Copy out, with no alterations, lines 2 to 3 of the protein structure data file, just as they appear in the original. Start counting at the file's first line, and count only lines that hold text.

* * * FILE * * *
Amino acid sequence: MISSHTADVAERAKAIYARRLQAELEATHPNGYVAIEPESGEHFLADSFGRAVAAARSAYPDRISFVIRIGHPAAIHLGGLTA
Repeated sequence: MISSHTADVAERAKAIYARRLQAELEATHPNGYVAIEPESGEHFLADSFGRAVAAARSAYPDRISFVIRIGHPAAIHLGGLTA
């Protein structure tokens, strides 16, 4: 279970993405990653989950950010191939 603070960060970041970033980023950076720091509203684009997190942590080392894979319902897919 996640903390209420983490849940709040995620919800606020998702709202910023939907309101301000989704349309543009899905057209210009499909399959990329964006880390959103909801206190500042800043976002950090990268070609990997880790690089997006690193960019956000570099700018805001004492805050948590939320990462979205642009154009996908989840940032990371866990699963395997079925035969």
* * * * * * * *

Repeated sequence: MISSHTADVAERAKAIYARRLQAELEATHPNGYVAIEPESGEHFLADSFGRAVAAARSAYPDRISFVIRIGHPAAIHLGGLTA
């Protein structure tokens, strides 16, 4: 279970993405990653989950950010191939 603070960060970041970033980023950076720091509203684009997190942590080392894979319902897919 996640903390209420983490849940709040995620919800606020998702709202910023939907309101301000989704349309543009899905057209210009499909399959990329964006880390959103909801206190500042800043976002950090990268070609990997880790690089997006690193960019956000570099700018805001004492805050948590939320990462979205642009154009996908989840940032990371866990699963395997079925035969």